Pollution has become a huge problem in China, due in large part to human industrial and agricultural activities. Last year, the Ministry of Environmental Protection claimed that the results of soil pollution tests performed were a state secret and would not release them.
According to reports, about 16.1 percent of China’s land is polluted. This amount of land is equal to more than twice the size of Spain. The study was done on over two million square miles of land across China, from April 2005 to December 2013.
Waste products from factories, breeding livestock, the use of polluted water to irrigate the land, and the misuse of pesticides and fertilizers are some of the activities contributing to the soil pollution. Inorganic materials contaminated 82.8 percent of the polluted land. These inorganic pollutants included the heavy metals nickel, cadmium, and arsenic. Arsenic and cadmium are byproducts of mining and can cause health problems.
Air and water pollution are also huge problems in China. Not only are they issues, but heavy metal particles in the air and water, also get into the land. Wu Yixiu, an important Asian Greenpeace campaign member explained that although air pollution is highly visible and present, these pollutants eventually end up in the soil and pollute it as well.
19.4 percent of arable land in China is polluted, which is a specific concern because of the limited amount of farmland available in China. Over eight million acres of farmland is now unfit for that purpose. According to environmentalists, much of the land that is left, is not the best quality. Decades of pesticides and heavy fertilizers have left it stripped of nutrients and productivity. Pollutants also affect the growth of plants and microbes, and make it harder for the soil to preserve nutrients.
High levels of soil pollutants such as cadmium, nickel, arsenic, lead, and mercury, were found in Yangtze, the Pearl River Deltas and general areas of the south where rice is grown. Last year, rice batches from Hunan were found to have high amounts of cadmium, causing national alarm. This is China’s highest rice-producing area. The excessive consumption of cadmium can be damaging to a person’s health. It can cause kidney damage, and pain in the liver and bones.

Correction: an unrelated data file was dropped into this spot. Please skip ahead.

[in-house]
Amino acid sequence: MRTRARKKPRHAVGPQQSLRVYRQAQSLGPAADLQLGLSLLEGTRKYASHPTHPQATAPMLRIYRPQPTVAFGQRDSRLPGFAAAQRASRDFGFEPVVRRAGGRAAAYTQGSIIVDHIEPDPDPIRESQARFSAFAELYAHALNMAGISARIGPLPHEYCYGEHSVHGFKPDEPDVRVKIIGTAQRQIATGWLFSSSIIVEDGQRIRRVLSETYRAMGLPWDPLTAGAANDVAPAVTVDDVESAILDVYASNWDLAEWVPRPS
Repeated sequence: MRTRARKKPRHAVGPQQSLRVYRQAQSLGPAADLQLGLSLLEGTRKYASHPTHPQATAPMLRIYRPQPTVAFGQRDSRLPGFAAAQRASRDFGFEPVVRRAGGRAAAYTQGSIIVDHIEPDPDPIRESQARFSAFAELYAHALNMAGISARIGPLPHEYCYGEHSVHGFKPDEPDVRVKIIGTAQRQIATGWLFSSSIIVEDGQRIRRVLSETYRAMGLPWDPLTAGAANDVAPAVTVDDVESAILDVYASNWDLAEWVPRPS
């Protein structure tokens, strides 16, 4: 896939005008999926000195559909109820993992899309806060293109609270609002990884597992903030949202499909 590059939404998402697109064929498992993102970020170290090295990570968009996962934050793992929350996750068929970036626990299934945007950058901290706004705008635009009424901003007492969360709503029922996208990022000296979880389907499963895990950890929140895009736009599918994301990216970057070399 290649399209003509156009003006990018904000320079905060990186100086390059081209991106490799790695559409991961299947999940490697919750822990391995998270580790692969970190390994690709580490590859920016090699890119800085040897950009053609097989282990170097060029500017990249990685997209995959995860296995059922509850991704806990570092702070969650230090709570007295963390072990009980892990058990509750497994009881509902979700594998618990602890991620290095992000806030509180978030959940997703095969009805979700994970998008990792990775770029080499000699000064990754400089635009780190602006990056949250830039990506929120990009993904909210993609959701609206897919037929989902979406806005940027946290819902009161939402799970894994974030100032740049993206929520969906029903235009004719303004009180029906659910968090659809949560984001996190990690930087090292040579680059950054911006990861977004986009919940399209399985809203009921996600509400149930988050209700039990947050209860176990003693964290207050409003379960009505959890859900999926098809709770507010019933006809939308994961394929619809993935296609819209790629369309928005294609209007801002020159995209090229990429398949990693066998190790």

Fred Gale, a U.S. Department of Agriculture economist believes that China will have to import more food as time passes, with so much of its arable land polluted. Agriculture may be impacted by pollution, but it also creates it.
Out of the air, water, and soil pollution issues in China, soil is considered the hardest to deal with. The country is ready to make some moves and take some measures to protect the soil, and try to stop pollution. Hunan is also the site of important metal mines and smelters. There have been thoughts on permanently stopping rice farming in some of the contaminated areas, and instead grow non-edible cash crops like cotton. China vows to “uncompromisingly wage a war against land pollution” according to a statement released by two ministries. Soil environment has been given top priority where legislative efforts are concerned. Pilot projects have been initiated on soil rehabilitation that will be focused on areas with extreme pollution problems. As techniques are developed and put to use successfully, they will be implemented in more areas.
The Chinese are willing to take steps to try and remedy the huge pollution problem in the country. In a five year plan developed, China has pledged to spend $4.8 billion on the prevention of soil pollution, and the clean up of current pollutants. Experts believe that it will most likely cost even more than that.
By Twanna Harps